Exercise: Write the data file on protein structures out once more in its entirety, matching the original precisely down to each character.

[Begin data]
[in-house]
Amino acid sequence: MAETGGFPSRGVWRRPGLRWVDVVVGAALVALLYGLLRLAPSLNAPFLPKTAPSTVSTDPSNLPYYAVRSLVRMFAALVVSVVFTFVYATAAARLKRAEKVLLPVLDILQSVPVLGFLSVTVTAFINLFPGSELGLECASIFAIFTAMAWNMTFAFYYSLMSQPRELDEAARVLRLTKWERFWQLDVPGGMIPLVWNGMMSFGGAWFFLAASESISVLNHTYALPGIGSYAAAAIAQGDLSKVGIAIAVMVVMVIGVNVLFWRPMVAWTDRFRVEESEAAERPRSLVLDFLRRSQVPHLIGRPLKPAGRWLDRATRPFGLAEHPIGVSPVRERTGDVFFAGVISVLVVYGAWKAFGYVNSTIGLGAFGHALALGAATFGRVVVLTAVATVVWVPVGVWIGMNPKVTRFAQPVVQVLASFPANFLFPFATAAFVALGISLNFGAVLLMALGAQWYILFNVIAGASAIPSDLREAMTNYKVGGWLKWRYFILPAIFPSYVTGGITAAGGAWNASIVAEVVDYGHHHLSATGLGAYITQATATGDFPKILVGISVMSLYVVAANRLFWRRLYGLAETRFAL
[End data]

[in-house]
Amino acid sequence: MAETGGFPSRGVWRRPGLRWVDVVVGAALVALLYGLLRLAPSLNAPFLPKTAPSTVSTDPSNLPYYAVRSLVRMFAALVVSVVFTFVYATAAARLKRAEKVLLPVLDILQSVPVLGFLSVTVTAFINLFPGSELGLECASIFAIFTAMAWNMTFAFYYSLMSQPRELDEAARVLRLTKWERFWQLDVPGGMIPLVWNGMMSFGGAWFFLAASESISVLNHTYALPGIGSYAAAAIAQGDLSKVGIAIAVMVVMVIGVNVLFWRPMVAWTDRFRVEESEAAERPRSLVLDFLRRSQVPHLIGRPLKPAGRWLDRATRPFGLAEHPIGVSPVRERTGDVFFAGVISVLVVYGAWKAFGYVNSTIGLGAFGHALALGAATFGRVVVLTAVATVVWVPVGVWIGMNPKVTRFAQPVVQVLASFPANFLFPFATAAFVALGISLNFGAVLLMALGAQWYILFNVIAGASAIPSDLREAMTNYKVGGWLKWRYFILPAIFPSYVTGGITAAGGAWNASIVAEVVDYGHHHLSATGLGAYITQATATGDFPKILVGISVMSLYVVAANRLFWRRLYGLAETRFAL